When The Phone Rings . . .
Killing Time Waiting for My Nephew To Call Back
Listen, I love my nephew Casey. I do. Unfortunately, he lives in Pennsylvania and I live in South Florida, so we don’t see each other often. We don’t talk all that often, either, because he and his wife have three really little kids: 9, 3, and 1. That makes the parents Genuinely Busy People. There should be trophies for that.
Anyway, imagine my joy when my nephew recently called me through Facebook’s Messenger video capability and we could talk face to face! This was a first for us. He was multi-tasking, home from work, prepping dinner for the kids and monitoring their activity. His wife was on her way home, but hung up in rush hour.
Given this multi-tasking approach, a lot of the camera angles from my nephew’s end were of the ceiling because he was on the move, a man with a mission. Admirable. Really is.
But here’s what I’ve learned about young people with children, some of those kids still in diapers. They almost never call back. Oh, and conversations are consistently broken with things like “Hang on, Aunt Laura. Jade! Take that out of your mouth; Aunt Laura, don’t hang up ‘cause I’ll be right back.” (I sigh, and drum my fingers on the table while I wait two or three minutes for the minor drama to subside.)
Another favorite? Someone is crying. Someone really doesn’t want mom or dad on the phone, taking attention away from them. Can’t say I blame that for them. So I hear this eight minutes into the conversation: “What’s the matter, baby? No, I’ll be there to play with you in just a minute. Just give mommy a minute.”
More crying ensues. And then? “Aunt Laura? I’ll call you right back.”
Now, for whatever reasons I have a number of friends raising young families—or sometimes even sisters with grandchildren living with them. When they say they’ll call “right back,” I generally believe they will. I know full well they intend to. So I hang around, iPhone to the side, doing that finger drumming on the table again. As time passes I sometimes scribble notes on a scratch pad about the next book I’m working on. If not that, I might start a grocery list for the next day. Depending on the hour I’ll grab a glass of wine. I do sitting stretches, which mostly consist of jetting my legs up and down while I wait. And even when a boatload of time has passed, I don’t give up.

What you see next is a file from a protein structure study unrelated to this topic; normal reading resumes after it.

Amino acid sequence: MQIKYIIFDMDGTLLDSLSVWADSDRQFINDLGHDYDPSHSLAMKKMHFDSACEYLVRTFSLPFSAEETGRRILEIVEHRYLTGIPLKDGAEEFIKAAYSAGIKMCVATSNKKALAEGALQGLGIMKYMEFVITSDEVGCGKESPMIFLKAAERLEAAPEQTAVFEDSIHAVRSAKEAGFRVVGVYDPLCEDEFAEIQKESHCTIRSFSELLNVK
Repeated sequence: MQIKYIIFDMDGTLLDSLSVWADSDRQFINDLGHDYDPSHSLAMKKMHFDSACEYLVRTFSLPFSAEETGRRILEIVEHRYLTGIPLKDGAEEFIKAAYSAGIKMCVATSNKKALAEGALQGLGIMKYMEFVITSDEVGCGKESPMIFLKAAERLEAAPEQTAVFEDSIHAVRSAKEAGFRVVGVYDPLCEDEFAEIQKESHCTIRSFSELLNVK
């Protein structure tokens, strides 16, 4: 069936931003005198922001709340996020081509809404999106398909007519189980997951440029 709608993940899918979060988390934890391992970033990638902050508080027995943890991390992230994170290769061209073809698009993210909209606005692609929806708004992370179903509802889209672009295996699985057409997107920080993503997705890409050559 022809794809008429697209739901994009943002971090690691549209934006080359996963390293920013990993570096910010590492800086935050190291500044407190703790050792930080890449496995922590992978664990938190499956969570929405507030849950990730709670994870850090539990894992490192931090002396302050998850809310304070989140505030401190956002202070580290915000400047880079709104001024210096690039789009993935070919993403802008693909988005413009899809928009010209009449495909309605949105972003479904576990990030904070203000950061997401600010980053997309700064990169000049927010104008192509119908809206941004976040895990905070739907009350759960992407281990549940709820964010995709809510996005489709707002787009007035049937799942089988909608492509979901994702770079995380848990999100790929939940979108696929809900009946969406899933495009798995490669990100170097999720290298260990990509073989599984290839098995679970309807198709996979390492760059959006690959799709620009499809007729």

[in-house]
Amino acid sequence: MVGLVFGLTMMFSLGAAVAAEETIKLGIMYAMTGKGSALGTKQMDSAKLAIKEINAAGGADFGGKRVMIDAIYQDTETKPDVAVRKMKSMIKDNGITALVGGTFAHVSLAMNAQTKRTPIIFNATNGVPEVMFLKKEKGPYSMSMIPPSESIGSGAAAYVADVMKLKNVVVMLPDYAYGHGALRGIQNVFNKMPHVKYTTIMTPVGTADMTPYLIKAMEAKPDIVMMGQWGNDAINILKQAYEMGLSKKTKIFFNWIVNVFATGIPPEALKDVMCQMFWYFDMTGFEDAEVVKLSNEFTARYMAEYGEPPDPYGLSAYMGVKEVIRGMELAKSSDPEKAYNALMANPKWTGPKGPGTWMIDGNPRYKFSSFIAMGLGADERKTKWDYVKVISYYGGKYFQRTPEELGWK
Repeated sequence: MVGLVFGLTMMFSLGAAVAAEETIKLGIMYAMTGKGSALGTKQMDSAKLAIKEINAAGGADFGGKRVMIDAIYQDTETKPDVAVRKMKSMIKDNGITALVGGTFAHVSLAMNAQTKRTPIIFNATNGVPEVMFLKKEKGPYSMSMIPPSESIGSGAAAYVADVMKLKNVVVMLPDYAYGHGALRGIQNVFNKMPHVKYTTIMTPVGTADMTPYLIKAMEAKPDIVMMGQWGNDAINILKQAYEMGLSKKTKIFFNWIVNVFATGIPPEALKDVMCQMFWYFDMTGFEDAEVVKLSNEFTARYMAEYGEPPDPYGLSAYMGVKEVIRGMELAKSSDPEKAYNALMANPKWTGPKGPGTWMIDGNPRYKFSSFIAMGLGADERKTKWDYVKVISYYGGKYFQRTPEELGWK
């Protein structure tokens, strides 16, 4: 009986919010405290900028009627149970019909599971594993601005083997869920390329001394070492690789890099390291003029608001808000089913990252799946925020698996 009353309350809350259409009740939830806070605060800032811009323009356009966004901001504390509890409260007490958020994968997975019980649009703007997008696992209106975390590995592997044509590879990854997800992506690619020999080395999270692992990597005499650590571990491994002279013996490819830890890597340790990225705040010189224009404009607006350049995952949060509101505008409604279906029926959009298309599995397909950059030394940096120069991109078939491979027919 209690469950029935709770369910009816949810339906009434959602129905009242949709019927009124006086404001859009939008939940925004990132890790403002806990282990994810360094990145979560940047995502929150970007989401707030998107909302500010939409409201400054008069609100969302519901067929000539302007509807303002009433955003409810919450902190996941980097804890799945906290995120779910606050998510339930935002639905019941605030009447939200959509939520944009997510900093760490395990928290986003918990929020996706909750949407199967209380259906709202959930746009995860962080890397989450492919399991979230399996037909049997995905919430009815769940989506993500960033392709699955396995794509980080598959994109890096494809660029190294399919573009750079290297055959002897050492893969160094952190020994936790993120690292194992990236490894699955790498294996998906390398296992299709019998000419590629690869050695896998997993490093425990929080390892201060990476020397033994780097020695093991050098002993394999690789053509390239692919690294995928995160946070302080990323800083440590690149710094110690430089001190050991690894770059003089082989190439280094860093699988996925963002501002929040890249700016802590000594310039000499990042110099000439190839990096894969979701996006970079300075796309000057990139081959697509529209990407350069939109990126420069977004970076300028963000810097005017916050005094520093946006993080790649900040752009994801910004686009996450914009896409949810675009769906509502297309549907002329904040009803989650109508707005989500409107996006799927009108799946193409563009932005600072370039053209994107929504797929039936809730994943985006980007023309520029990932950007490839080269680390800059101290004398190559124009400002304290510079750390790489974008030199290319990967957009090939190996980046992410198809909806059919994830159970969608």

Nope. Not me. I prop my iPhone on a tripod so I don’t have to hold it and then cart my laptop to the kitchen or dining room table to stream something while I wait for that return call. It gives every appearance of me being a techno-geek, but there isn’t any real point in getting involved in anything important, because it would only be interrupted by that follow-up call, right?
(Oh. While this tiny little drama is playing out, my husband is generally watching regular TV on the big screen in the family room and I don’t want my conversations to disturb his shows, which generally consist of NCIS in any variety, or endless repeats of bang ‘em up, shoot ‘em up action shows that show a lot of buildings dramatically blowing up and lengthy car chases. They lack a real storyline, but men don’t seem to mind that at all.)
So: He’s set. I’m set. He’s mildly waiting for me to return so that we can share quality time watching something I will pretend to enjoy, and I’m still hanging tough, waiting for that return call. Sometimes I am also delaying dinner, or watching it congeal on my plate.
I’ve made a rule, however, and though it is unspoken, it’s basically this: After 90 minutes, I give up. I pack my stuff up, sigh, hope my husband’s show is over and I can persuade him to watch something with a storyline. If, by some rare chance, that phone does ring later than that? I let it go to voice, and text back that I’ll catch up later.
The good news is this: When I can connect with my young Genuinely Busy People and for reasons that always amaze me actually manage to stay on the phone, we might talk for a good hour or likely even more.
I guess it’s all worthwhile because when those conversations actually occur, despite the inevitable interruptions, they are golden and I will hum myself to sleep that night.
So bring it on, nephews and nieces. Bring it on. Always try. Just remember that I’m a Woman of a Certain Age and my hours probably don’t coincide with yours all that often.
Tell me. This surely happens to some of you, too, right?